Alex Cohen with Monica Bushman, KPCC; John Rogers, UCLA; David Plank, Stanford University

Earlier this week, the Los Angeles Unified School Board named long-time LAUSD employee Michelle King as the new superintendent. The move came after a lengthy, nation-wide search. Leading the nation's second largest school district is a tough job— with lagging student achievement, dwindling enrollment and funding problems.  How can anyone begin to turn a district like this around?


January 15, 2016

Maiya Jackson, Rethinking Schools

An administrator describes the journey of her K–8 school as it welcomes a transgender 8th grader and the gender transition of another student.


Sarah Butrymowicz, The Hechinger Report

A Supreme Court case argued Monday could significantly weaken government unions across the country. If the justices rule in favor of the plaintiffs in Friedrichs v. California Teachers Association, every state in the country will essentially become a “right-to-work” state, where employees who choose not to belong to a public union won’t have to give it fees of any kind.


Richard D. Kahlenberg, The Century Foundation

On January 11, the U.S. Supreme Court will hear oral arguments in Friedrichs v. California Teachers Association. The case pits the right of public employees to band together and form effective unions to pursue the common interests of workers against the free speech rights of dissenting public employees to abstain from funding collective bargaining efforts with which they disagree.1 A decision by the Court against the teachers association could not only significantly weaken public sector unions, but also endanger the nation’s core democratic values.


Howard Blume and Teresa Watanabe, Los Angeles Times

For months, a high-profile head-hunting firm searched the nation for a new superintendent of the Los Angeles Unified School District. On Monday evening, the Board of Education gave the job to a candidate who was part of the district all along: Chief Deputy Supt. Michelle King. Some education experts cheered the decision. Others winced. Few thought that finding a leader for the district was an easy task.


January 8, 2016

Associated Press, Education Week

Inspired by the success in the heart of the Silicon Valley of a 70-unit teachers-only apartment complex, school districts in high cost-of-living areas and rural communities that have long struggled to staff classrooms are considering buying or building rent-subsidized apartments as a way to attract and retain teachers amid concerns of a looming shortage.


Michael Gonchar, The New York Times

In this lesson, we ask students to look closely at the 14th Amendment to discern what it means and how it has been interpreted over time. Then, we suggest a variety of Times articles that examine how our criminal justice system treats blacks in comparison to whites. Finally, we encourage students to note inequality in their communities and find ways to take action.


Howard Blume, Los Angeles Times

San Francisco schools Supt. Richard Carranza, a leading candidate to head the Los Angeles Unified School District, has pulled out of consideration, according to a spokeswoman for the Bay Area district.


December 18, 2015

Katy Reckdahl, The Atlantic

The Honoré Center is one of a small but growing number of specialized programs aimed at boosting the number of black male schoolteachers, who make up roughly 2 percent of the nation’s teaching force.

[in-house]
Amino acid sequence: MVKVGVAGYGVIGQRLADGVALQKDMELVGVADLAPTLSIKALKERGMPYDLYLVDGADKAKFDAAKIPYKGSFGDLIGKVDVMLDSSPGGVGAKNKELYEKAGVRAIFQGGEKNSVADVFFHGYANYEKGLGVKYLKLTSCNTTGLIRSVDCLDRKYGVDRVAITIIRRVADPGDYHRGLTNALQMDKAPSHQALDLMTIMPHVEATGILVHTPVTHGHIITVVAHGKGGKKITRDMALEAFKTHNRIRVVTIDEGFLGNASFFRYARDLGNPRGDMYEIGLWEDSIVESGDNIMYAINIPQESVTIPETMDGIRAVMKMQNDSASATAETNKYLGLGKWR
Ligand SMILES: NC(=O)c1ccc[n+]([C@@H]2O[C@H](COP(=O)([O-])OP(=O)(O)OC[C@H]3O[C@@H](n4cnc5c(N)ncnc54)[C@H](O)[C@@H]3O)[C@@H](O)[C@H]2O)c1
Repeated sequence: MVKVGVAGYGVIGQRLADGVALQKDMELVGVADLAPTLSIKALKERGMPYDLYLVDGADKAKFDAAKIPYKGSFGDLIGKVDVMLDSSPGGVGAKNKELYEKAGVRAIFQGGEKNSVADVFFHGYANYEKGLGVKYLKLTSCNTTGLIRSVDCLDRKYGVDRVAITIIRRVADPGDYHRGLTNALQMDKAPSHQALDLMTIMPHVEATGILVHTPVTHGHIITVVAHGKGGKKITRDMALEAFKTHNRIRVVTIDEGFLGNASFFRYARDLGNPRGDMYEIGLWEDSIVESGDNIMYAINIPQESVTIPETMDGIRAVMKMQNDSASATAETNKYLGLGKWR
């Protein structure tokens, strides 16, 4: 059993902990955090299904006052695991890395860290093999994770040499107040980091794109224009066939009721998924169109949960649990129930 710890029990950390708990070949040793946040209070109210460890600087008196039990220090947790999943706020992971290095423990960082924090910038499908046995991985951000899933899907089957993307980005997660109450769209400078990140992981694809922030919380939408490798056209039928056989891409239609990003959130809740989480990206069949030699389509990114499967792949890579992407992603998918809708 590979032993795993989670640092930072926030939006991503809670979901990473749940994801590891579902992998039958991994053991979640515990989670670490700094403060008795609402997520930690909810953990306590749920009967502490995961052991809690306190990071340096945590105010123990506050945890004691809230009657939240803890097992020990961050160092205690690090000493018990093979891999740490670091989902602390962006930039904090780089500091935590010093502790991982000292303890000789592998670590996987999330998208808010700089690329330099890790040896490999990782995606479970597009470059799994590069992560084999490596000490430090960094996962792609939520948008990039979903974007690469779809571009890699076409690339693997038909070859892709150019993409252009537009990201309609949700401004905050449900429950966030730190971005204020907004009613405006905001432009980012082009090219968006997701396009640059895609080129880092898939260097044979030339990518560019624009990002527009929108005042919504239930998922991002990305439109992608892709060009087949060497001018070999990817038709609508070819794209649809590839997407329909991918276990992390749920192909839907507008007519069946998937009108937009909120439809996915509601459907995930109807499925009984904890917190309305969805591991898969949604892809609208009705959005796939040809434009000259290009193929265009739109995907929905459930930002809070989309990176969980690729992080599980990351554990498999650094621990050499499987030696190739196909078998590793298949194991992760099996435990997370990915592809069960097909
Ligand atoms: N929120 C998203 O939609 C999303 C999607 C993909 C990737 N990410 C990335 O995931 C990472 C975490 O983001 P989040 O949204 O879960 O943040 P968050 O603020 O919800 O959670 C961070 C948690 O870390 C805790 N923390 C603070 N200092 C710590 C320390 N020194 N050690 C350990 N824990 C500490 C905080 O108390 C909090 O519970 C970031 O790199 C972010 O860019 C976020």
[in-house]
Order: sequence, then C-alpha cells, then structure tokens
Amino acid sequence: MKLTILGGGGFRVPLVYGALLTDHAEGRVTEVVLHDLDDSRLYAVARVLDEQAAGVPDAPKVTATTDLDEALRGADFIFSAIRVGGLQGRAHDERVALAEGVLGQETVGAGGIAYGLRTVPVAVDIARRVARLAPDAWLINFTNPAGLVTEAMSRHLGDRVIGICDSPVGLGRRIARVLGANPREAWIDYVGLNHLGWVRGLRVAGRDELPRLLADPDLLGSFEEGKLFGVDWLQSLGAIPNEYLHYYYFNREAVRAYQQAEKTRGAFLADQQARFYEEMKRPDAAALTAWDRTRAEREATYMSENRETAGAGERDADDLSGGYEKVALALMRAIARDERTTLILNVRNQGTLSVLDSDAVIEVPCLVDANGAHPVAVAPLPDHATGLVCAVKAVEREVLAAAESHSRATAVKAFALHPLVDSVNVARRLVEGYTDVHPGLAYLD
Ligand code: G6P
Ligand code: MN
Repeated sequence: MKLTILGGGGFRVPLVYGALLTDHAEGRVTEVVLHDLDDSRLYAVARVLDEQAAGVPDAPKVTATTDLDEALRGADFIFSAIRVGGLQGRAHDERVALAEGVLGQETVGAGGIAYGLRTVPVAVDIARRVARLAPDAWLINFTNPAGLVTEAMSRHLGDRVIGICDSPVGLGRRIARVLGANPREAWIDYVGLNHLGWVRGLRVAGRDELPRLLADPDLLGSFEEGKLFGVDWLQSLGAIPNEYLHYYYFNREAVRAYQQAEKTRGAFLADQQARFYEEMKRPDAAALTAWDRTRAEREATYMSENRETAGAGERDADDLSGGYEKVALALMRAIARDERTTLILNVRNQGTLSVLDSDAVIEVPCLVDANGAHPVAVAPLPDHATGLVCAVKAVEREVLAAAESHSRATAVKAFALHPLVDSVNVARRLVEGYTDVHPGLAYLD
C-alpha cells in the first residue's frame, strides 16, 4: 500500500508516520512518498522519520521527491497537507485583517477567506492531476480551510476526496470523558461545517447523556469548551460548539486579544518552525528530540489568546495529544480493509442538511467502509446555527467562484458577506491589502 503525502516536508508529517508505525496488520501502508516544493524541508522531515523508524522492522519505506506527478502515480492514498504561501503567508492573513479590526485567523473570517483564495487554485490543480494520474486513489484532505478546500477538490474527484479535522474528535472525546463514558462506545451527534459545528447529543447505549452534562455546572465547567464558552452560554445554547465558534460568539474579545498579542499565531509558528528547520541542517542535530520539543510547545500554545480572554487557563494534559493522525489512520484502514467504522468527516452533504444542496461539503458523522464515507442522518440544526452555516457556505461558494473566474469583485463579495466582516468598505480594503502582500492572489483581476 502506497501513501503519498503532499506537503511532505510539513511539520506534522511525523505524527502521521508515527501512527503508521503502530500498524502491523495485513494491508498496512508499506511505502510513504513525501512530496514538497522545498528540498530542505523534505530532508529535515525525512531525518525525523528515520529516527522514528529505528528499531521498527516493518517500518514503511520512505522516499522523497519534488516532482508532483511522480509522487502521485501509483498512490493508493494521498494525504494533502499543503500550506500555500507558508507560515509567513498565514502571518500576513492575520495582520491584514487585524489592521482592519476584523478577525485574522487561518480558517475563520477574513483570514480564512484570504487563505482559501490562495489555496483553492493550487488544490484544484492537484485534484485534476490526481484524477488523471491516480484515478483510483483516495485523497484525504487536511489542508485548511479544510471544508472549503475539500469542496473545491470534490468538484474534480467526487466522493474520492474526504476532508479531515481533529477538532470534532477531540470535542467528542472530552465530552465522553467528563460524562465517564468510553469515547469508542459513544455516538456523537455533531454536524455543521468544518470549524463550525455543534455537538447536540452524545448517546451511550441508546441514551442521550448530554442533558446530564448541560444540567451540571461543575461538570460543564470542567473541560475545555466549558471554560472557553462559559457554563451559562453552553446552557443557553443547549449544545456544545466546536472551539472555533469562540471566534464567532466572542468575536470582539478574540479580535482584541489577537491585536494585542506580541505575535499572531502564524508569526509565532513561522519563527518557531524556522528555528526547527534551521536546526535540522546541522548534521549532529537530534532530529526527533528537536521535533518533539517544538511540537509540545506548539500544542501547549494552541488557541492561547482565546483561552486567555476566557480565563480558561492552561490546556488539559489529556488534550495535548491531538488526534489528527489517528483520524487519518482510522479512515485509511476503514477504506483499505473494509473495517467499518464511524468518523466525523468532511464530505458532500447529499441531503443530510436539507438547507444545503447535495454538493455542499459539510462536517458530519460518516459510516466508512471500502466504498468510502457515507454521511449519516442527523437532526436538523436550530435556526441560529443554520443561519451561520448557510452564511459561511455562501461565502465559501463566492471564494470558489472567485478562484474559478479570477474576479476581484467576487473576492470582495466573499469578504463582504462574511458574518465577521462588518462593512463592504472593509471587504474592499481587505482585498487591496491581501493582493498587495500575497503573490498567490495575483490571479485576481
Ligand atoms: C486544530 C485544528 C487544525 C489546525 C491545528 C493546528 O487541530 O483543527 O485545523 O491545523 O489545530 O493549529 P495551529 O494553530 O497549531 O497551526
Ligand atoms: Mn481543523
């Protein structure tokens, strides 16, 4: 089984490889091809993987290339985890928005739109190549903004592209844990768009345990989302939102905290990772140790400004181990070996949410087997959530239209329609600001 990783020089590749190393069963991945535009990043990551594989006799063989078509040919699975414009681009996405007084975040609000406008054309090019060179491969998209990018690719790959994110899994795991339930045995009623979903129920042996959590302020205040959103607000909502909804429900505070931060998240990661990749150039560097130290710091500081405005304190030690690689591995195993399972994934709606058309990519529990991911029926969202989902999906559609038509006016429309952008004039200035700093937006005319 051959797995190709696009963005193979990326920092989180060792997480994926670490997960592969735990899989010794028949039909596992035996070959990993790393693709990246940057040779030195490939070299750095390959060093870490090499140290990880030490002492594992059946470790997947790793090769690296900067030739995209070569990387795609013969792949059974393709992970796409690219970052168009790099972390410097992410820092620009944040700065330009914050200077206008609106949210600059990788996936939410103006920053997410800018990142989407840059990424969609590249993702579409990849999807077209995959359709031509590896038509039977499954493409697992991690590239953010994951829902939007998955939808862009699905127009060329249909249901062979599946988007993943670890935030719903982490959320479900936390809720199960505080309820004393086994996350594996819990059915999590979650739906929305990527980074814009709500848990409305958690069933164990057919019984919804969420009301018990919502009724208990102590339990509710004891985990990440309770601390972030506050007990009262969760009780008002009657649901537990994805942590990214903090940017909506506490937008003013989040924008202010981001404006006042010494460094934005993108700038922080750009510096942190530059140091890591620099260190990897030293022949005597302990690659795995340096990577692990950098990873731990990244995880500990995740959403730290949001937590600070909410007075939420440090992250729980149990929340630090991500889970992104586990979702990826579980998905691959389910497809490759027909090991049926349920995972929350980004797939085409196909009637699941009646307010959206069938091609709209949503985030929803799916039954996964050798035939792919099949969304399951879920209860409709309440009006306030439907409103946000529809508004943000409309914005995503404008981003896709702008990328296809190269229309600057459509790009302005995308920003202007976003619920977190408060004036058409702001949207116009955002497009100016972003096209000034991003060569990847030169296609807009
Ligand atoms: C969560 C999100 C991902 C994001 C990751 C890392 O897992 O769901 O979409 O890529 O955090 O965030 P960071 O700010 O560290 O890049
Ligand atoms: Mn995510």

Jane Meredith Adams, EdSource

Under federal pressure to increase the amount of time special education students spend in general education classrooms, the California Commission on Teacher Credentialing announced it will require all future teachers to learn techniques proven to foster the success of students with disabilities, including small group instruction, behavior management and using frequent informal assessments to identify and address learning gaps.


Steve Drummond, NPR

Gun control. Climate change. Donald Trump. Affirmative action. The first presidential primaries are just weeks away and with all these debates and issues in the headlines, there's no question that students are going to want to talk about them. But how should teachers handle these discussions?


December 11, 2015

Lyndsey Layton. Washington Post

President Obama signed a new K-12 education law on Thursday that effectively ends heavy federal involvement in public schools and sends much of that authority back to states and local school districts.                                                                                 

Kenneth Zeichner, The Answer Sheet

The fundamental tenets of the Every Student Succeeds Act – the successor to No Child Left Behind – are now well known. It lessens the latter’s focus on standardized test scores and shifts much policy-making power from the U.S. Education Department back to the states. But many educators may be surprised to learn what it includes about teacher preparation. There are provisions in the bill for the establishment of teacher preparation academies – and they are written to primarily support non-traditional, non-university programs.


William J. Mathis and Kevin Welner, National Education Policy Center

The current era of deprofessionalization of teaching is tied to an easy-entry, easy-exit approach to the hiring and firing of teachers and to the widespread use of standards-based testing to drive accountability. In a new brief released today, Reversing the Deprofessionalization of Teaching, William Mathis and Kevin Welner describe this landscape and offer a path to restoring teaching as a profession.



December 4, 2015

Alyson Klein, EdWeek

The newest proposed version of the Elementary and Secondary Education Act—dubbed the Every Student Succeeds Act—has officially been released.